On the 15th of September 2009 a tool by the name of “RenderFlow Beta” was officially made available to the 3dsMax community. It introduced a “node based” approach to render management. But how did it come about?
I was working on a project and needed to do lot’s of iterations fast (as always). But submitting renders was slowing me down. It was a slow, frustrating, error prone process. It wasn’t difficult but there were many steps, turning layers on/off, assigning materials, changing some setting here or there. The steps were easy, but for a tired mind that just wanted to go home small mistakes were frequent and renders would come out wrong. So I made a checklist, then gradually the checklist was turned into a maxscript that would take care of the entire submission process. Suddenly productivity rose and time could be spent on the things that mattered, how things moved and what they looked like. In other words Animation, Shading and Lighting. But writing a maxscript and keeping track of it for every scene is a massive pain and is about as flexible as a rock. Being a fan of Shake and seeing rendering as a part of the compositing process, a node based UI was inevitable. Thanks to Helium (by Lumonix) being made freely available around that time it was also made possible to implement in MaxScript.
The first version was hacked toghether for that project in a few hours, it just had RenderNodes and LayerNodes. Layers would be turned on if they were plugged into a RenderNode and off if they weren’t. RenderNodes simply represented views in the batchrender dialog. Very primitive but surprisingly useful. But the design led to an immediate problem. I wanted to add a MaterialNode, and for that to work the flow needed to change.
The idea was instead to let objects be the base units and let them “flow” through the nodegraph (much like particles or images do in similar systems). The “nodes” would represent operations that could act on the objects plugged into them, for example by assigning materials. The endpoint of the flow would be the RenderNode and any objects passed into it would be visible and the others hidden. There was also one other feature put in and it turned out to be the most important of them all. Since I like scripts, I put in a hack called a ScriptNode that would simply execute a script, any script. It was very easy to implement and thought of as a fallback, a kind of “when all else fails” solution. But it had a tremendous impact on the way I’ve worked ever since. The ScriptNode can do virtually anything, so every single node implemented since then has started as a few lines in a ScriptNode. It’s nice to have a pretty ui but the functionality was already there and being used long before any node was created. And similarly any future node is already here in the form of the ScriptNode ;)
RenderFlow Beta is born
Being young and eager to give back to the 3dsMax community I cleaned it up threw in some more nodes and released it on September 15th 2009, as “RenderFlow Beta”. Free for anyone who requested it. I got a barrage of e-mails in just the first week. I tried to reply to all of them sending the installer to anyone who asked for it, and trying to answer all of their questions. It was very exciting and rewarding. But I never imagined how much work was needed just to give something away for free. I put a donate button on the website but only a couple of people donated. To the few of you who did I am very grateful and sorry that I couldn’t keep up my end of the deal :/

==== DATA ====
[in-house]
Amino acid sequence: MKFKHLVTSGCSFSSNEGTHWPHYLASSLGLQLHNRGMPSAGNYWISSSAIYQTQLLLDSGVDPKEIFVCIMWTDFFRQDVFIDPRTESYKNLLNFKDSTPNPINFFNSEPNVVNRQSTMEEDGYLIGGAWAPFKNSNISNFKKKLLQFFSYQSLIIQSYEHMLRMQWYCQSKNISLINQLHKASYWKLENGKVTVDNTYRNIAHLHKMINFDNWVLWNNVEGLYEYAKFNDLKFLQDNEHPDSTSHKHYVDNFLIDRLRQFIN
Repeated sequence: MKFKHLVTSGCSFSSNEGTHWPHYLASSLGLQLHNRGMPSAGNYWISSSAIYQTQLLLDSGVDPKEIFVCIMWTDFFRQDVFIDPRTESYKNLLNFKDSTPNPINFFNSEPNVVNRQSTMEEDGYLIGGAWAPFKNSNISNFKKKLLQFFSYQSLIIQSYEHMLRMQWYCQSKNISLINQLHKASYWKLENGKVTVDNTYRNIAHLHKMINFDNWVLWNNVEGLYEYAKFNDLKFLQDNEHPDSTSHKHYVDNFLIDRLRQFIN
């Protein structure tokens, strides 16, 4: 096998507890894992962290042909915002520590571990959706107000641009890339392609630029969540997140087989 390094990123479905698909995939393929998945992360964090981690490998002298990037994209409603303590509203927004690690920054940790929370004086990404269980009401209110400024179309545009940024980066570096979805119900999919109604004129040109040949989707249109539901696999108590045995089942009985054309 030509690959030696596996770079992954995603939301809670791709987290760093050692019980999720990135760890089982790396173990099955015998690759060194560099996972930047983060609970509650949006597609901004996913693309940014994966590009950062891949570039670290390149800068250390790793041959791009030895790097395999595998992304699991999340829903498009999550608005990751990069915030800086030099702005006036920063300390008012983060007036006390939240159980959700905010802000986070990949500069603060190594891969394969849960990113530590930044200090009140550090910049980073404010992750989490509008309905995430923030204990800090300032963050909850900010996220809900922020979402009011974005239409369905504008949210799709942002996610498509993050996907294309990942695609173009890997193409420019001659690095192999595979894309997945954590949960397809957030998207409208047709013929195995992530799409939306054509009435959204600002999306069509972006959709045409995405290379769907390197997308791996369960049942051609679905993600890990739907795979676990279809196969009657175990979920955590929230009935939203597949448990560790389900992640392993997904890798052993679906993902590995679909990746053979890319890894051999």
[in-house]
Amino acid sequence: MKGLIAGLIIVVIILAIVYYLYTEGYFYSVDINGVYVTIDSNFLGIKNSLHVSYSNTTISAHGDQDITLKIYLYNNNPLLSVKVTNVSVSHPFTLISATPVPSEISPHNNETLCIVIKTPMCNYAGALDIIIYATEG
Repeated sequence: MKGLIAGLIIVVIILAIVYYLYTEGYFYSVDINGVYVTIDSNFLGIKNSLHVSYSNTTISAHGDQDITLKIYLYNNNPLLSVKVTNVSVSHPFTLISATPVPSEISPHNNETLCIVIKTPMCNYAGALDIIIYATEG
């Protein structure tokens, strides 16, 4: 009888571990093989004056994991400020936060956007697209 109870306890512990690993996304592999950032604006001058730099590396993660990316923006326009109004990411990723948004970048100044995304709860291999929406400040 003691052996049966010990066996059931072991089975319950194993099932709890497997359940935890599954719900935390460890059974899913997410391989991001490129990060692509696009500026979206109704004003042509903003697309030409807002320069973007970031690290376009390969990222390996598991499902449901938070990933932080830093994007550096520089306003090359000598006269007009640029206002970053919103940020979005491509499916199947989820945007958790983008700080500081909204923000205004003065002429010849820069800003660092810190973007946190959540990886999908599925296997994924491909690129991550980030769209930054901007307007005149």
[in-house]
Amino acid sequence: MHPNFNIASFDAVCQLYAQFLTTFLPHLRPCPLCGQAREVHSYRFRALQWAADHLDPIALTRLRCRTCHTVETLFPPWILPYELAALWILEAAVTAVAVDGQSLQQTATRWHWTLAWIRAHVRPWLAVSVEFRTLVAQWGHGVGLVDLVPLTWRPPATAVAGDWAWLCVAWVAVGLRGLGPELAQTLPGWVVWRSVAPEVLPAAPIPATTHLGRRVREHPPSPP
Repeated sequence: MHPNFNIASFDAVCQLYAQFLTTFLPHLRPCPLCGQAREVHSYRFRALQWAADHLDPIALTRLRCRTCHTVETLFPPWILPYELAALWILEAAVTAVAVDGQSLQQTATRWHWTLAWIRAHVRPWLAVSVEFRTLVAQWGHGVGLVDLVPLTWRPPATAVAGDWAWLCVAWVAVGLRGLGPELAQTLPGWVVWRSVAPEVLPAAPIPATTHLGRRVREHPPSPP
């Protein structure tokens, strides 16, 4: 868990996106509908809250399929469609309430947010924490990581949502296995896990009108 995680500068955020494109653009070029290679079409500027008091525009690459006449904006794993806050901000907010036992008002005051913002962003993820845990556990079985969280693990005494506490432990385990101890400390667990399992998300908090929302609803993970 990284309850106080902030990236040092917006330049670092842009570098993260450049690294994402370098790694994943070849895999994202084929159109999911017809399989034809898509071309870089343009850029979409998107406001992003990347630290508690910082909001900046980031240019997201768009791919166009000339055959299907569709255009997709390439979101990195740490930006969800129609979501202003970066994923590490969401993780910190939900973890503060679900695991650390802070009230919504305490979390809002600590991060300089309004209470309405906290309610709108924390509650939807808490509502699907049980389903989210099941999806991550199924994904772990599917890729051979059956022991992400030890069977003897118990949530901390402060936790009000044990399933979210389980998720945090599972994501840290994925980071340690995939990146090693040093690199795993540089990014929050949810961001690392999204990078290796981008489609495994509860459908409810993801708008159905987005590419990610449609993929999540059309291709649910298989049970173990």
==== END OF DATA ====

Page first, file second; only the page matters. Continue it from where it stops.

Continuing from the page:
The death of RenderFlow Beta
RenderFlow Beta died. Why? In order to be able to support it, money needed to come in. So in order to get a product to sell I decided to re-write it from scratch and make it better than ever. A few of the users of RenderFlow Beta got to try out this version called RenderFlow 2 (I think). I added a plugin system for making new nodes. I added “flashy” graphics to all the nodes and most importantly I put in a licensing system. That last item, the licensing system, was the final nail in the coffin. It made development hell. The user had to request an authorization key by e-mail and then I had to reply with that key (sound familiar?). It seems like a minor thing but all of a sudden there’s a ton of admin associated with every single user. And that will scale linearly! So with hundreds or thousands of users you have to build or buy a system to automate it. And that’s just a waste of resources, it gives the customer absolutely no added value, it’s not fun for anyone, and the honest users have to pay for it all! That in combination with a workload typical to this industry, no real experience and many other issues, RenderFlow Beta slowly fizzled out and died…
Rebirth, introducing Reindeer!
Earlier this year (2016) nearly seven years after the official release of RenderFlow Beta. Nothing had come along to replace it (officially). So I decided that I wanted to release the tool that had saved me so much time and boring work over the years. I’ve used it on almost every single project, it has evolved many new features over the years but the core idea is still valid. I’m finally in a much better situation to support and maintain it and with much more experience under my belt. And now it’s time to do it right! So on April 25th 2016 a pre-release version of this new tool, now called Reindeer, was announced. Development is going well and release is not far off :)